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March 8, 2021

What to expect in Washington (March 8)

The Senate approved the American Rescue Plan Act (H.R. 1319) after a 24-hour vote-a-rama that stretched until after noon on Saturday, with modifications but not drastic changes to the $1.9 trillion COVID relief plan outlined by President Biden and passed by the House. House Majority Leader Steny Hoyer (D-MD) announced that the House will vote on the Senate-passed bill on Tuesday, March 9, and progressive leaders are signaling they won't block the bill despite the minimum wage increase being dropped, changes to the unemployment insurance (UI) extension, and clipping the wage thresholds for direct payments.

Signaling satisfaction among progressives, Budget Committee Chairman Bernie Sanders (I-VT) demonstrably celebrated the Senate bill as it was being approved, and Finance Committee member Elizabeth Warren (D-MA) touted inclusion of her proposal for tax-free student loan forgiveness. Congressional Progressive Caucus Chair Rep. Pramila Jayapal (D-WA) released a statement saying, "despite the fact that we believe any weakening of the House provisions were bad policy and bad politics, the reality is that the final amendments were relatively minor concessions. The American Rescue Plan has retained its core bold, progressive elements originally proposed by President Joe Biden and passed in the House relief package. "

Below is a table of some key provisions and differences between the House and Senate bills.


House-passed H.R. 1319 (2/27)

Senate-passed H.R. 1319 (3/6)


-Pandemic programs through Aug. 29

-$400/week add-on

-Pandemic programs through Sept. 6

-$300/week add-on

-first $10,200 not taxable for households with incomes below $150,000

Excess business loss

No provision

Extend TCJA's 461(l) disallowance of excess business loss an additional year, through 2026

Direct payments

$1,400, cut off at $100,000/ individuals, $200,000/couples

$1,400, cut off at $80,000/individuals, $160,000/couples

Pension relief offset

COLA freeze for pension-related limits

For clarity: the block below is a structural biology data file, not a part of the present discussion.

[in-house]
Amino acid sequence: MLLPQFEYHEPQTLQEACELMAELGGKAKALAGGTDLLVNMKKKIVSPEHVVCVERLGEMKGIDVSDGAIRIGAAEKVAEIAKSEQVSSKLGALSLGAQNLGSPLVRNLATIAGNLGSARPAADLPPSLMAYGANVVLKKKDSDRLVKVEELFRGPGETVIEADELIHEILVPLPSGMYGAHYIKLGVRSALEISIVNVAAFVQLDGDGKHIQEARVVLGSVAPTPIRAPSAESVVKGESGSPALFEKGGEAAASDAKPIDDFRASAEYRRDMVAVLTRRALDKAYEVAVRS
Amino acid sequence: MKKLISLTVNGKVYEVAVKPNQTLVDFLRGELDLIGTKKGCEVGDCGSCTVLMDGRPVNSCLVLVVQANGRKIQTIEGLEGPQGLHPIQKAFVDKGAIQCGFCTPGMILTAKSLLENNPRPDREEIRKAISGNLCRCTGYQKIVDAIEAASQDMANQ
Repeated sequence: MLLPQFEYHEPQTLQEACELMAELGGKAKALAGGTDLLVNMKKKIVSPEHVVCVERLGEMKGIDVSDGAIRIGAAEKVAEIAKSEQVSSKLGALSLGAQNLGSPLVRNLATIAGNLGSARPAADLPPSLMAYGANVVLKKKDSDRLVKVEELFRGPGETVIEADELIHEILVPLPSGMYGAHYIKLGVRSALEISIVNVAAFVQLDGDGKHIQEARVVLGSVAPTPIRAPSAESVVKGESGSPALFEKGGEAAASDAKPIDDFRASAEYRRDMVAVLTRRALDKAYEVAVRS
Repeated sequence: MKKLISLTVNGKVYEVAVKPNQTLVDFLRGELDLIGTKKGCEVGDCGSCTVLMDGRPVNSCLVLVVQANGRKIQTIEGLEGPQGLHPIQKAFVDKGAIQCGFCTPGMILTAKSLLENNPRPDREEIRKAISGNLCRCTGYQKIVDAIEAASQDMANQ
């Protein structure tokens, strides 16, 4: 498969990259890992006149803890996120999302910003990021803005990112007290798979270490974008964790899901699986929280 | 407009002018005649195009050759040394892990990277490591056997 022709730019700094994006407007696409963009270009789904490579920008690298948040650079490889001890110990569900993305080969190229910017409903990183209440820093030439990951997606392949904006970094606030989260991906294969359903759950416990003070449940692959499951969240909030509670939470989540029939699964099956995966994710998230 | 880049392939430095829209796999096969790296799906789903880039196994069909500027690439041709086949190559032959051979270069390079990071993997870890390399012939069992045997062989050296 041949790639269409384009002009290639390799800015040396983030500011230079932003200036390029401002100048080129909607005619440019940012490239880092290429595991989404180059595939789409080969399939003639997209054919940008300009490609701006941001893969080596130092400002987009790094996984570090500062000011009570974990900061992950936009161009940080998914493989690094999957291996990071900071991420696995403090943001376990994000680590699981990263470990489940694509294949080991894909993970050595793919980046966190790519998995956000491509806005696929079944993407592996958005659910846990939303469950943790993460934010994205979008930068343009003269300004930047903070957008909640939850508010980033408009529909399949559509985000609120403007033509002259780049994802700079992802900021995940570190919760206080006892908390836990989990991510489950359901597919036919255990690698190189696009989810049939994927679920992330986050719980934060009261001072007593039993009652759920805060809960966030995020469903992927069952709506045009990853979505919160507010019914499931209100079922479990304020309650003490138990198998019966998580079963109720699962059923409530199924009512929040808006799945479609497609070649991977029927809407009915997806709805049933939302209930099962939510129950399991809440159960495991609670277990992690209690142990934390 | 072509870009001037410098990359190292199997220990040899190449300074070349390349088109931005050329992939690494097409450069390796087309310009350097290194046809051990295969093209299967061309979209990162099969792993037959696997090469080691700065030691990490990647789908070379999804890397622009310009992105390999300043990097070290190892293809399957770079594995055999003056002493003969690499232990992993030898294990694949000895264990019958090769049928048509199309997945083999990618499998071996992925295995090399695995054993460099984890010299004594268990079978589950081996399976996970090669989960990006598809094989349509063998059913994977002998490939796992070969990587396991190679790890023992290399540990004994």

expansion of the scope of IRC Section 162(m) deduction limits on executive compensation, to deny the deduction for compensation in excess of $1 million for the eight highest paid employees, plus the CEO and CFO, at publicly traded companies, effective for tax years after 2026

State & local funding

$350 billion

Adds authority to use for water/sewer/broadband infrastructure, prohibition against using for tax cut or deposits into any pension funds


Extended through end of 2021, structured as refundable payroll tax credit against hospital insurance tax

Same extension as House, plus expanded to "recovery startup businesses" (average annual gross receipts under $1 million)

COBRA subsidies



Other tax provisions in both

  • repeal of the Section 864(f) worldwide interest expense allocation election
  • lower 6050W third-party network transactions reporting threshold from $20,000 to $600

Among Democrats generally, "People on the floor, in our caucus, it was almost like tears in their eyes. I mean, I felt it," said Senator Debbie Stabenow (D-MI) in a CBS report, describing the scene after members spent an overnight in the chamber and passed the bill hours after a new day had dawned. No Republicans voted for the bill and they expressed opposition to its size and substance before and after the vote. Senate GOP leader Mitch McConnell (R-KY) tweeted, "Instead of working together to fight COVID-19, Democrats decided to exploit the crisis by jamming through unrelated liberal policies they couldn't pass honestly."